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the island of conclusions

and a movie and a book

the island of conclusions

bright star

and a movie and a book

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bright star
I’m still spamming y’all, because I was boy-free last weekend, and that meant I went to the movies and actually finished a book.

I took myself to see Argo, which I enjoyed enormously and recommend to all.

You guys know Ben Affleck gives me the warm fuzzies, right? Not only because he’s a hometown boy (we went to the same HS) but also because it just makes me feel good when someone turns out to be smart and interesting instead of doofus tabloid fodder.

This movie is as good as The Town but more ambitious, with a huge cast in multiple locations and lots of confusing crowd scenes. The casting is fabulous (as it was in The Town—this seems to be one of BA's things)--not just John Goodman, Bryan Cranston and Alan Arkin, but (in smaller roles) people like Victor Garber and Titus Welliver.

It’s snappily written, with exchanges like this, delivered in the best borscht belt spirit:

Alan Arkin: History begins in comedy and ends in tragedy
John Goodman: It’s the other way around.
Arkin: Yeah? Who said that?
Goodman: Marx.
Arkin: Groucho said that?

But for all the pleasures of suspense and character, the movie is also deeply disturbing—a nostalgia movie in the most discomfiting sense. Affleck couldn’t have known about the recent events in Libya when he made the movie, but that doesn’t make the (historically accurate) scenes of the US Embassy in Tehran being stormed in 1979 any less horrifying. The Iranian hostage crisis is one of the first political events I remember being fully conscious of, and the deep malaise of it, followed by Reagan beating Carter through the streets with it (and all the subsequent revelations about that) probably formed my sense of the political scene. Stuff that’s hard to swallow down again, once unearthed (especially in today's political climate). *shudders*

I also finished Kevin Powers’s The Yellow Birds, a first novel (the author isn’t 30 yet) about the Iraq war that’s been getting a lot of press. Seriously, you’d think the book would collapse under its accolades: Tom Wolfe, Ann Patchett and Colm Toibin all blurb it across the front cover, and there's more on the back. It's a slim volume!

But the book pretty much holds up to its praise.

Powers also a poet, and it shows—the language is astonishing, both in its evocation of place (Tal Afar, where Powers served himself, and his hometown of Richmond, VA) and in its snappy dialogue. Powers also has a neat hand with symbol making—the soldiers’ “casualty feeder cards” start to assume a horrifying life of their own, and by the end of the book you understand why the protagonist spends so much energy describing the James River.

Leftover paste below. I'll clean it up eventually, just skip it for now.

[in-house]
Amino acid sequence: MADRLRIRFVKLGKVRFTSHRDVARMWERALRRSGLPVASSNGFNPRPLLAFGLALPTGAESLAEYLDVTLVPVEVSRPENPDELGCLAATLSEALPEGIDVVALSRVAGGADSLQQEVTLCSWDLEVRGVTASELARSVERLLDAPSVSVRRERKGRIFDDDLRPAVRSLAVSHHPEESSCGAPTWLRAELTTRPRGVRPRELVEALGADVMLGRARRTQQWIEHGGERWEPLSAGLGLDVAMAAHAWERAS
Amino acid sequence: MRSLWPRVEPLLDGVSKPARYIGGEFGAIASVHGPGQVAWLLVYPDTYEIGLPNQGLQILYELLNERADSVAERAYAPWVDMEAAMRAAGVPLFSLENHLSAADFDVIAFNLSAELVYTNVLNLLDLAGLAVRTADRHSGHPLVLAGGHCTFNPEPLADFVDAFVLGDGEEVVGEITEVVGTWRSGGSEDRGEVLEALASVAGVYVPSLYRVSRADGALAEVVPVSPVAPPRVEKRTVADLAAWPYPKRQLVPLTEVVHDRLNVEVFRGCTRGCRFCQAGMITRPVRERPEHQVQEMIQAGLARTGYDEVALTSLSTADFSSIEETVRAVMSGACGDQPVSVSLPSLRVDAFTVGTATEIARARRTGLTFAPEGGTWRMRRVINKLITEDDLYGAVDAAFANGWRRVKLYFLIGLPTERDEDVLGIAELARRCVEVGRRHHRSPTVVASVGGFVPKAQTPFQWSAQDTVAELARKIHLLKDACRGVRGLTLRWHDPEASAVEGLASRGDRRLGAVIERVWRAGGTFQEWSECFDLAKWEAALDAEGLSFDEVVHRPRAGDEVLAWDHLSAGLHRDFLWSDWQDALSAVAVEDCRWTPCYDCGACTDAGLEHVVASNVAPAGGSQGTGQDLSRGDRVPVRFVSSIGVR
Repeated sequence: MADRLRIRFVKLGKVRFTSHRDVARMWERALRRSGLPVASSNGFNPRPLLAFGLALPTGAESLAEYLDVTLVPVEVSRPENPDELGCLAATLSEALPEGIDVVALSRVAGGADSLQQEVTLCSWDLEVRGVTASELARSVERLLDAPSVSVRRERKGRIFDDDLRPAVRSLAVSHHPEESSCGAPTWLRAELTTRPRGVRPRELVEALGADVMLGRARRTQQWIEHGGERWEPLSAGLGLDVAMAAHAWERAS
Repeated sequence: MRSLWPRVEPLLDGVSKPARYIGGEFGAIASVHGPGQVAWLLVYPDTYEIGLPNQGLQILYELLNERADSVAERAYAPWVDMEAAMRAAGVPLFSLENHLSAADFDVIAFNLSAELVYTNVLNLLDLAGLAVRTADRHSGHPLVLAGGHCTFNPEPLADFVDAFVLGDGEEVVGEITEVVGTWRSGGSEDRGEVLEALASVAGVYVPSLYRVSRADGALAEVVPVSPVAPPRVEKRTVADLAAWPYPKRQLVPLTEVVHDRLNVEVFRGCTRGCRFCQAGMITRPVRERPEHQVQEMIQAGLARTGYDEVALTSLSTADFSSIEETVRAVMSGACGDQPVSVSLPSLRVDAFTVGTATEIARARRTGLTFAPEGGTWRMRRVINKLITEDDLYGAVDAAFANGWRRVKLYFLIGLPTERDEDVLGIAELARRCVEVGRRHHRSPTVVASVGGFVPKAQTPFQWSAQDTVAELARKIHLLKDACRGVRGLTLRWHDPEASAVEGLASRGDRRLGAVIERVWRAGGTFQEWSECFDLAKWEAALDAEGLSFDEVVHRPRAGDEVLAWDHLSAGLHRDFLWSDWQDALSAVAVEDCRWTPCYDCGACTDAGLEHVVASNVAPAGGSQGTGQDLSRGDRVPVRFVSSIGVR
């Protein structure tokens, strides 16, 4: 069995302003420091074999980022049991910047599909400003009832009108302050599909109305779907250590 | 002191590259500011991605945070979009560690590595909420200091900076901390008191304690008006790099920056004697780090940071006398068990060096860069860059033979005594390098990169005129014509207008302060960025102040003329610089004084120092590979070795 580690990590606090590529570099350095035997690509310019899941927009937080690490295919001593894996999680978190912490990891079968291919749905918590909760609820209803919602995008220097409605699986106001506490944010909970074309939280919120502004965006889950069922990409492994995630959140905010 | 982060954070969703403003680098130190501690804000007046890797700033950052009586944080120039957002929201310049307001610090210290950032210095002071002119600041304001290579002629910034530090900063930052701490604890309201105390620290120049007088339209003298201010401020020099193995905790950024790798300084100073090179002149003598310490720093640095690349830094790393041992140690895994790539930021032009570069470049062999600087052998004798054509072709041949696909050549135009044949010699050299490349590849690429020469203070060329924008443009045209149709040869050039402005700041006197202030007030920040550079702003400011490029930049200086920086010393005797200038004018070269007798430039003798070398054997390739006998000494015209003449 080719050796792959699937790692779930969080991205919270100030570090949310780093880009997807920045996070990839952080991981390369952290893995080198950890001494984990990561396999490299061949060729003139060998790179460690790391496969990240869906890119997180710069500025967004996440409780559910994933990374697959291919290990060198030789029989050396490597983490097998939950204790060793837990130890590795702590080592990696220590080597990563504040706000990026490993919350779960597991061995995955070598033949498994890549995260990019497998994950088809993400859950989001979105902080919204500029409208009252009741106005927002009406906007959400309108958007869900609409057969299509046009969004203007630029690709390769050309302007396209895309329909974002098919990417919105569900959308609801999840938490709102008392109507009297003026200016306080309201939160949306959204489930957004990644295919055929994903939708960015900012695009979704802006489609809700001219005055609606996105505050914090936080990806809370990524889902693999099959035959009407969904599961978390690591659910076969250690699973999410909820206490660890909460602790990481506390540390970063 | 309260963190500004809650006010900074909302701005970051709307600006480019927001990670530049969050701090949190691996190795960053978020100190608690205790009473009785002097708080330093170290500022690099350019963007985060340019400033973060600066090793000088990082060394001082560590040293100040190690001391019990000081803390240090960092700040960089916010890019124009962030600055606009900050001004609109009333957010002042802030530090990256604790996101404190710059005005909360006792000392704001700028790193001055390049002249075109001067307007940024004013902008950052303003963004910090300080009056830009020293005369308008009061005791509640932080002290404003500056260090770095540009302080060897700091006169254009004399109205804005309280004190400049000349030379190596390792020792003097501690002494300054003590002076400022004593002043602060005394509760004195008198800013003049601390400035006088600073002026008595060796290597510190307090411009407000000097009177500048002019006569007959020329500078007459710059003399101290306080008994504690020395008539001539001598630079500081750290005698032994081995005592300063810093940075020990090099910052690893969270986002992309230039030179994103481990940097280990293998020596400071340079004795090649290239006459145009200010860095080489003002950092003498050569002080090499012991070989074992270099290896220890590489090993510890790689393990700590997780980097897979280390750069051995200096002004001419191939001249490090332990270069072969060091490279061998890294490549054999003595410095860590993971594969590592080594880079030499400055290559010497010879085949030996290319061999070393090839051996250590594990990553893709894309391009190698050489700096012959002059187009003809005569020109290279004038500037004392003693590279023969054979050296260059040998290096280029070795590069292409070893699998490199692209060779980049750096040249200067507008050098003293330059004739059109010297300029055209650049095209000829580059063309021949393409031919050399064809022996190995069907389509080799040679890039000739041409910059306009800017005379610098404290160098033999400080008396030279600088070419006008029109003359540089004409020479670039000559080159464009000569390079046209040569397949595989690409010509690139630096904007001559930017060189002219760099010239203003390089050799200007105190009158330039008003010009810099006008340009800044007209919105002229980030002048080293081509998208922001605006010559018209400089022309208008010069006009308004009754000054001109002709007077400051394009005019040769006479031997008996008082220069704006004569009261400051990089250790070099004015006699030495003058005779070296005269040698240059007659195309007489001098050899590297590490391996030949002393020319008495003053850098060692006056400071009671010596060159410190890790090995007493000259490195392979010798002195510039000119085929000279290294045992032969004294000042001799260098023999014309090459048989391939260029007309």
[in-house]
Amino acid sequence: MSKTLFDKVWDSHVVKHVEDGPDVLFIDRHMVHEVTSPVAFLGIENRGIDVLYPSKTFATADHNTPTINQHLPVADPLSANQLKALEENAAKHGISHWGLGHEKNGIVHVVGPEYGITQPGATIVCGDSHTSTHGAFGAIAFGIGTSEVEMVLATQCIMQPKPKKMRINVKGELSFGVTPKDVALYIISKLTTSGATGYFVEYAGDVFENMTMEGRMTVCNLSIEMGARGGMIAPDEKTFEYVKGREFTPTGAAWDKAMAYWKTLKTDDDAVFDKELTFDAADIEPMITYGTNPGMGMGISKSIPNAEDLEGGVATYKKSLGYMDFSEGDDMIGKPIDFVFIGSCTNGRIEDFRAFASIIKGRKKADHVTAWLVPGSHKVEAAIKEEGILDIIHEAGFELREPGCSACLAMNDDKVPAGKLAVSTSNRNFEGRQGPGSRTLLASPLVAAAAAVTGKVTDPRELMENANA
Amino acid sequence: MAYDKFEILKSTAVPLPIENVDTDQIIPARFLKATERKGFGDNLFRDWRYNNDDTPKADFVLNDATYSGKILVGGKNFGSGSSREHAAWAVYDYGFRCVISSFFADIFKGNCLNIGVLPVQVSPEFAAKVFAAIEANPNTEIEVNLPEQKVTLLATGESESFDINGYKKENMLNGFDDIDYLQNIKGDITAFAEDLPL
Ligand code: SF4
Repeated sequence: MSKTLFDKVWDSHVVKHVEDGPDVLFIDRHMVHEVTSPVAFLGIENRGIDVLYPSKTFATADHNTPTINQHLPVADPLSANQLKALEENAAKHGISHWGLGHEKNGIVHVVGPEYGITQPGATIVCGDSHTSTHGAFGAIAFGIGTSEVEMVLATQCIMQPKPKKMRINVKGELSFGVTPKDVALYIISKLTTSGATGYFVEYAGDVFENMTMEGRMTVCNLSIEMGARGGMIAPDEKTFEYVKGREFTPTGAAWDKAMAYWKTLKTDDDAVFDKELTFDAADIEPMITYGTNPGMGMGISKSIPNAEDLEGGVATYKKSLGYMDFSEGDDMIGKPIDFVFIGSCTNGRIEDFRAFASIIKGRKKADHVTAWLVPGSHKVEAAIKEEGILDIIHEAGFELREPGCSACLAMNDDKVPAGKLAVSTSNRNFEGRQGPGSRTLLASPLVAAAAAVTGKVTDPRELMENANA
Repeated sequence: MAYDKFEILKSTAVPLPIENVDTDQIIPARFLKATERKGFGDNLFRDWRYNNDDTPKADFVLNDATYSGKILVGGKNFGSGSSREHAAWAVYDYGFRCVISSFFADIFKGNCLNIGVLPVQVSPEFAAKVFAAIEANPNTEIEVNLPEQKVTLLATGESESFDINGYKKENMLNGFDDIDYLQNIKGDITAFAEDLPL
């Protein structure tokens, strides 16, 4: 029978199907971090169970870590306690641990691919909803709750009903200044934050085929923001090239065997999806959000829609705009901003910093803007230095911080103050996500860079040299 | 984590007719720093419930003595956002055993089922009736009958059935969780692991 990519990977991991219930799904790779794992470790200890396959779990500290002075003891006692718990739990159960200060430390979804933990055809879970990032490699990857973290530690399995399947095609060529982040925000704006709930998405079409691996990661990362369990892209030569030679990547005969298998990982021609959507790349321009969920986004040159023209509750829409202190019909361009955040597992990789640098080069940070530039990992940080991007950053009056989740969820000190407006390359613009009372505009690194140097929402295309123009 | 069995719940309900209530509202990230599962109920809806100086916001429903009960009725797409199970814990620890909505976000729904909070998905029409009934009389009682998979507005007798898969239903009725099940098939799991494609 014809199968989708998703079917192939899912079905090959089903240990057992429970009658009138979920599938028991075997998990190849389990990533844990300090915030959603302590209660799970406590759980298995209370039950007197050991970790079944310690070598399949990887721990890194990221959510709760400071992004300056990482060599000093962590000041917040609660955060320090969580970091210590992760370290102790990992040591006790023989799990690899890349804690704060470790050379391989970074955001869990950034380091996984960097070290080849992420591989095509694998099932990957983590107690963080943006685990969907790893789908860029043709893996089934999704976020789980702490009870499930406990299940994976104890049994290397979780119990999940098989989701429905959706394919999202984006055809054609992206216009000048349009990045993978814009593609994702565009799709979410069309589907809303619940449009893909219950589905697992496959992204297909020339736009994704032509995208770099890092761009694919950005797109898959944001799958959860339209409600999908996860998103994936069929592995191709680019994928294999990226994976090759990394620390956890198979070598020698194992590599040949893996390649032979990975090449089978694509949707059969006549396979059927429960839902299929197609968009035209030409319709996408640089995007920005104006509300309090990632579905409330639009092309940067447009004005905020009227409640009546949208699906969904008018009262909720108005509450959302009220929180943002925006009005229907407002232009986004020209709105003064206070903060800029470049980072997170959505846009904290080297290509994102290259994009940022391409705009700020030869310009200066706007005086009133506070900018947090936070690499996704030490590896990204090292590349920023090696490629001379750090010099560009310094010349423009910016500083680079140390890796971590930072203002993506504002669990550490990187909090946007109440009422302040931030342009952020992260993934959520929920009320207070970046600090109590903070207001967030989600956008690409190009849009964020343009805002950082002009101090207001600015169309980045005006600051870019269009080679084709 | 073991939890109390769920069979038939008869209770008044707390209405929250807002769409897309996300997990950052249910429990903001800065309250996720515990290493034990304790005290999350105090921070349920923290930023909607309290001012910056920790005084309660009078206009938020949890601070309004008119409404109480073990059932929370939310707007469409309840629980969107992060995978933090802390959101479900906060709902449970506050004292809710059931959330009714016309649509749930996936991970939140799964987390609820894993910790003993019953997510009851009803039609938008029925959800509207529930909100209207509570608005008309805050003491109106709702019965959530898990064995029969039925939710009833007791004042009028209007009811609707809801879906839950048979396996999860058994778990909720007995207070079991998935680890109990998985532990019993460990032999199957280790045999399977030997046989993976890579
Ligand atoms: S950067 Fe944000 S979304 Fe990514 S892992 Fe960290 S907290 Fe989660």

Interestingly, the book, intentionally or not, works against some of the conventions of war narratives. Conventionally, war stories are ensemble stories, drawing together unlikely groups of characters from different regions and classes and races to serve together as best they can. The good war writer is the writer who can give life to these disparate characters, no matter how briefly we meet them (I think The Naked and the Dead is usually given credit for solidifying this trope, but I might be wrong).

The Yellow Birds, in contrast, has only three or four fleshed out characters--only three named characters, in fact: the protagonist, his best buddy, their sergeant, and the buddy's mother. All are from the same region and socioeconomic group (working-class white in SE Appalachia) It’s a chamber drama, not an epic or an ensemble piece. All the other men in the protagonist's platoon are just “the private,” or “the LT” or “a kid.” It’s an interesting strategy, focusing your attention in a different way, on the solipsism and emotional deprivation of combat, instead of its fellowship and teamwork.

And, as that description probably makes clear, the book pretty much the anti-Generation Kill, refusing us the comforting celebration of competence and professional soldiering that book offers to ward off the futility of the Gulf Wars. The guys in The Yellow Birds have no ambition but minimal competence, and even that routinely fails them. They invade the same city over and over again, and the war, in the end, crushes them.

Judging from some of the hate the book has gotten on goodreads (in contrast to Patchett, et. al.), there is a strong contingent that thinks this is not the way to represent the war--the language I think, and the non-linear timeline, and the sense of defeat. I'm fascinated by this.

My one criticism of the book, which is structured as two narrative lines (one present, one past) leading you to the same horrifying revelation, is that it holds its punches back a little too long. The choice the protagonist has made, the one that’s left him emotionally crippled in the present, is a truly devastating one. But because you only learn what it is at the very end of the book, you don’t have much time to absorb its implications.

Still, a really amazing achievement, especially when you consider Powers came back from Iraq without a college degree, went through college on the GI Bill and then on to an MFA in poetry and then this novel, in about five years.

Besides, even the Iceman is talking about PTSD these days, so there you go.
  • I want to see Argo. Thanks for the book review. I always enjoy reading your takes.
    • I think you'd like Argo! Homeland in the 70s, kinda ;0

      I'm glad you enjoy reading the reviews. i hardly know anyone in rl who reads contemporary fiction, so sometimes I have to just write down my responses.
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